Less than a third of 5- to 11-year-olds received their two primary doses and would therefore qualify for the new booster dose.

When can filming start?

Pfizer said it could supply up to 6 million doses for children within a week of the approval, in addition to current supplies of doses for adults.

“My guess is that the earliest it will be potentially next week or maybe the week after that, we will have bivalent vaccines available for 5- to 11-year-olds,” said Dr. Alison Arwadi, Chicago’s commissioner of public health, in Tuesday, prior to authorization.

Is the dosage different for children?

That age group will get children’s doses of the new omicron-targeted booster — and they can get it at least two months after their last dose, whether it was their main vaccination series or an earlier booster, the FDA said .

For the updated booster, made by Pfizer and its partner BioNTech, 5- to 11-year-olds will receive a third of the dose that everyone 12 and older already receives.

Until now, Moderna’s updated booster was only allowed for adults. The FDA just expanded this bivalent dose for adults to 12- to 17-year-olds and authorized half the dose for children ages 6 to 11.

Are there safety concerns?

Updated boosters are “extremely important” to keep kids healthy and in school, said Dr. Jason Newland, a pediatric infectious disease specialist at Washington University in St. Louis.

Parents should know that “there is no safety concern with bivalent vaccines, whether it’s Moderna or Pfizer,” Newland added.

How do divalent shots differ?

Experts say the updated shots have an advantage: they contain half the recipe targeting the original strain of the coronavirus and half the protection against the dominant BA.4 and BA.5 omicron versions.

These combined or “bivalent” boosters are designed to extend immune defenses so that people are better protected against serious illness, whether they encounter an omicron relative in the coming months – or a different mutant that looks more like the original virus.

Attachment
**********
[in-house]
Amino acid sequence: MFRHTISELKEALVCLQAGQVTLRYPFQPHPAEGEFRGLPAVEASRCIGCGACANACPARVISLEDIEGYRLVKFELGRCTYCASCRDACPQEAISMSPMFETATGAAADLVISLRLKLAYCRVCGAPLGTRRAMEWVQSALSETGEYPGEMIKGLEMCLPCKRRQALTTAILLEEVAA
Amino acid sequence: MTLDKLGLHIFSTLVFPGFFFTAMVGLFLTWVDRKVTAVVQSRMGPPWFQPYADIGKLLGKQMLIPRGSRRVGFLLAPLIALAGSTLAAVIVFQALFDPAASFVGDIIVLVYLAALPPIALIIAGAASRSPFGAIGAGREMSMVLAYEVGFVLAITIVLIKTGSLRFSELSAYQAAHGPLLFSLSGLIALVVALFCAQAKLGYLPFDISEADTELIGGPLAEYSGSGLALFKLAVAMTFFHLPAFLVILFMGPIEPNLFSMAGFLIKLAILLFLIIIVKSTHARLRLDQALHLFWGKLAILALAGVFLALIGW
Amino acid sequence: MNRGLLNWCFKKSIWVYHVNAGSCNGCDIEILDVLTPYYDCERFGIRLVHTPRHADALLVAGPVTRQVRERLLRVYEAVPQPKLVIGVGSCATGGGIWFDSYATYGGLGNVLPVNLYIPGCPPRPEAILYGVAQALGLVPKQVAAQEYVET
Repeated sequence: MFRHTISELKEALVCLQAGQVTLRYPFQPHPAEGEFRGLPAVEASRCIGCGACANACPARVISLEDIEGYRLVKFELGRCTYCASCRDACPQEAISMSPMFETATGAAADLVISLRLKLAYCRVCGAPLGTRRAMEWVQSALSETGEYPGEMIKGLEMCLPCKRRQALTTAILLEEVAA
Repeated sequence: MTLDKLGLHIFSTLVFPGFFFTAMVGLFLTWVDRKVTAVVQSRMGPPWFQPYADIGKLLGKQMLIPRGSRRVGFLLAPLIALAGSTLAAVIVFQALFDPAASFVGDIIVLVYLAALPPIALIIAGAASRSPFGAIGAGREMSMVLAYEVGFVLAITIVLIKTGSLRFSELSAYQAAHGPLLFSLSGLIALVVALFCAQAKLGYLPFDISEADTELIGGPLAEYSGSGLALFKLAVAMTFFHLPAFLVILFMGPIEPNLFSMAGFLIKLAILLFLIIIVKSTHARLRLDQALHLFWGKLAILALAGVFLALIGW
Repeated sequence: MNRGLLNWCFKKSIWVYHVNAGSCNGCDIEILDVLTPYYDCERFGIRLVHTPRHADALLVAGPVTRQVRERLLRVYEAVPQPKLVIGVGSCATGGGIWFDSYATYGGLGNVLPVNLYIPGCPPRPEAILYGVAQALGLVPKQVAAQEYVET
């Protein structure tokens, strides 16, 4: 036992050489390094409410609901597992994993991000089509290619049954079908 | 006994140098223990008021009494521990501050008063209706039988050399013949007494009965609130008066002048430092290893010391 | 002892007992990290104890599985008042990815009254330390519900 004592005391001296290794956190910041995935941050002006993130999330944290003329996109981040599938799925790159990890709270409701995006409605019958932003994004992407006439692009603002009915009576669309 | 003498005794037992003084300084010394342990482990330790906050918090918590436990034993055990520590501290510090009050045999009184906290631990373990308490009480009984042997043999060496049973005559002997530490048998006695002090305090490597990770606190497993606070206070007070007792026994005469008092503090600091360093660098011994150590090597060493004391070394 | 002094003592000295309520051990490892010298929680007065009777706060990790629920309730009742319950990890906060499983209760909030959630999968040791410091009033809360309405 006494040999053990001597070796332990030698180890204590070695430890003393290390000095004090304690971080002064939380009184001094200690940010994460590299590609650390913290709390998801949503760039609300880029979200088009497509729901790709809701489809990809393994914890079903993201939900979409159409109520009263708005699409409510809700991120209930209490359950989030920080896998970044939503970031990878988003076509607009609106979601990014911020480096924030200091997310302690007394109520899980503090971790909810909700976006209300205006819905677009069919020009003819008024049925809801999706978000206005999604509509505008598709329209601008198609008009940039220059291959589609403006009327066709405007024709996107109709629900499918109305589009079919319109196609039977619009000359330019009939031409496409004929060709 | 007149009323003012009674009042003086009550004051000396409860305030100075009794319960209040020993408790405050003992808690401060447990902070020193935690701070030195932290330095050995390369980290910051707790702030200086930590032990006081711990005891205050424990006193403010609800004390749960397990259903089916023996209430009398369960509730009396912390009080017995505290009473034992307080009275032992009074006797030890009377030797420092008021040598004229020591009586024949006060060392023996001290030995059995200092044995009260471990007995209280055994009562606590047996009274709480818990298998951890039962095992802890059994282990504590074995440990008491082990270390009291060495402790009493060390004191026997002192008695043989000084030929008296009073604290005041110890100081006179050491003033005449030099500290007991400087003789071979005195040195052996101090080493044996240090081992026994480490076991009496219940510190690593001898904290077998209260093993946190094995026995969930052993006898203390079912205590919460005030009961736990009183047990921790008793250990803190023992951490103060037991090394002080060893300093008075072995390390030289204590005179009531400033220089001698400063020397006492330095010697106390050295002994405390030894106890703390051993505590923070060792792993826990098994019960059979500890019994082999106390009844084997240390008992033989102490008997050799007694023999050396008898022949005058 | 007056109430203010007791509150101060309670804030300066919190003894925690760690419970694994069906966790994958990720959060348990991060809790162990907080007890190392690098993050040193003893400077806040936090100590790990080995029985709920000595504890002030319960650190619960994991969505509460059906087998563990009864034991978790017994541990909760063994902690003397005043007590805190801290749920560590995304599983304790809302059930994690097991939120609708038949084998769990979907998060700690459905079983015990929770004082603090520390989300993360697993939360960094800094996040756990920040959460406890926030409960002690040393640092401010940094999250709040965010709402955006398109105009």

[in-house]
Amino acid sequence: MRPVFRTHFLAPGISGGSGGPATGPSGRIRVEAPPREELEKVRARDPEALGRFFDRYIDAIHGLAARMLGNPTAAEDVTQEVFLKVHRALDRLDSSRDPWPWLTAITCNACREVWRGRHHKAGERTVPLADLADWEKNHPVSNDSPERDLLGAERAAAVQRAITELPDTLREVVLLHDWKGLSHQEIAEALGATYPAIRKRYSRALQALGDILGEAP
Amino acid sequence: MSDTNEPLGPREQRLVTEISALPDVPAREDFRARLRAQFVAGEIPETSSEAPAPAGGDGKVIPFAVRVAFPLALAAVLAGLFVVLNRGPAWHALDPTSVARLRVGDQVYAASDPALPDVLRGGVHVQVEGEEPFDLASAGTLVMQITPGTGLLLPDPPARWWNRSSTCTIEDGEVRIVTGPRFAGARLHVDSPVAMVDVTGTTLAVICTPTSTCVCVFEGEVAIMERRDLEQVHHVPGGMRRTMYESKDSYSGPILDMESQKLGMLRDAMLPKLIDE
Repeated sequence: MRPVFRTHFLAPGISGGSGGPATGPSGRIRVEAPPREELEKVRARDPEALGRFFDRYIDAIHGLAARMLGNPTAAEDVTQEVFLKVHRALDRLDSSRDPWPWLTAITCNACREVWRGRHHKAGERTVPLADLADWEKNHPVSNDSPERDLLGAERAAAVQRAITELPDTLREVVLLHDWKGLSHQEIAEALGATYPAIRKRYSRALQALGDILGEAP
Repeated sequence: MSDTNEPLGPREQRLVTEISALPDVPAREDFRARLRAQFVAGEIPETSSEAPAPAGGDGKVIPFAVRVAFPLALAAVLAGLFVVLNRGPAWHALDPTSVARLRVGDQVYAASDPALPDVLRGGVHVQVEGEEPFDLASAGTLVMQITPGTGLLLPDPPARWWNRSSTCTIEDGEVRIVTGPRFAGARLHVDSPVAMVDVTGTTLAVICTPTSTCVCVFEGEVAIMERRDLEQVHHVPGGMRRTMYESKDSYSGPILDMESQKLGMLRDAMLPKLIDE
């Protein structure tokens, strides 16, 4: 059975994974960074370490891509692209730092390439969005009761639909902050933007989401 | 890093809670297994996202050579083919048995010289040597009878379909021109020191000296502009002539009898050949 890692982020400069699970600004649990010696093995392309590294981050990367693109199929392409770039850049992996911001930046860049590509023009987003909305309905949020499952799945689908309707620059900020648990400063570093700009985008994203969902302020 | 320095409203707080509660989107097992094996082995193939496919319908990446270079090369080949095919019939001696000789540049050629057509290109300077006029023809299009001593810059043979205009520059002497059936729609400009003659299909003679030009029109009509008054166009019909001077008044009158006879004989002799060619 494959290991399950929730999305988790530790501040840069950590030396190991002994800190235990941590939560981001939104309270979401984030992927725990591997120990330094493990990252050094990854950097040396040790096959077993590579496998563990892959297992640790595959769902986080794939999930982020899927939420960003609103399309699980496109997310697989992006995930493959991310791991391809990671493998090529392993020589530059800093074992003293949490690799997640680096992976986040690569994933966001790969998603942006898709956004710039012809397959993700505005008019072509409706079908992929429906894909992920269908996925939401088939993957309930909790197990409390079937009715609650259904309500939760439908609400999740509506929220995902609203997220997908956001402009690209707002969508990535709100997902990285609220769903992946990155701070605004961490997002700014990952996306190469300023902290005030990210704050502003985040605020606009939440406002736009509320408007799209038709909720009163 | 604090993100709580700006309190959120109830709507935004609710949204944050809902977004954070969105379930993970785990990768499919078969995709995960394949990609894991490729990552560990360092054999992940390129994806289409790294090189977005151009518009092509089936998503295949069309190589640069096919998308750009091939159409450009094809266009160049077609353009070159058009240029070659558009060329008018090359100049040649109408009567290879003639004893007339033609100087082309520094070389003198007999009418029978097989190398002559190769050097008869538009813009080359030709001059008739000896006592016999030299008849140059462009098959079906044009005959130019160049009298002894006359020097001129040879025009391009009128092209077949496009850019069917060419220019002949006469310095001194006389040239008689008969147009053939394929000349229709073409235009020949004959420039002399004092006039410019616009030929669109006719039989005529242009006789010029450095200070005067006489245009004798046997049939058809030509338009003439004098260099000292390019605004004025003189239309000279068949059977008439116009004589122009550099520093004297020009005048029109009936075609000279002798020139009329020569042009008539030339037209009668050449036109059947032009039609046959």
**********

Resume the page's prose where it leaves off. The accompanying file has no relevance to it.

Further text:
“We want to have the best of both worlds,” Pfizer’s Dr. Bill Gruber, a pediatrician, told The Associated Press. He hopes the updated footage will “rekindle interest in protecting children in winter”.

Why should children get it?

“As children have returned to school in person and people are resuming pre-pandemic behaviors and activities, there is the potential for increased risk of exposure to the virus that causes COVID-19. Vaccination remains the most effective measure for preventing the severe consequences of COVID-19, including hospitalization and death,” Dr. Peter Marks, chief of the FDA’s Division of Vaccines, said in a statement. “While it is largely the case that the COVID -19 tends to be milder in children than in adults, as different waves of COVID-19 have occurred, more children have contracted the disease and been hospitalized. Children can also experience long-term effects, even after an initial mild illness. We encourage parents to consider primary vaccination for children and follow-up with an updated booster dose when eligible.’

How much protection do the shots provide?

Exactly how much protection does the updated booster shot offer against COVID-19? That’s hard to know. Pfizer and Moderna begin trials in young children.

But the FDA approved the COVID-19 booster tweaks without requiring human test results — just as it approves annual flu vaccine changes. That’s partly because both companies have already studied experimental shots altered to target previous variants of COVID-19, including an earlier version of omicron, and found that they safely activate antibodies that fight the virus.

“This is clearly a better vaccine, an important upgrade from what we had before,” Jha said earlier this week.

Jha urged adults to get an updated vaccine in October — the same way they get their flu shot — or at least well before holiday gatherings with high-risk family and friends. People who have recently had COVID-19 still need a booster but can wait about three months, he added.

What about children under 5?

As for the even younger ones, the first vaccinations for the under-5 age group didn’t open until mid-June — and it will be several more months before regulators decide whether they, too, will need a booster using the updated prescription.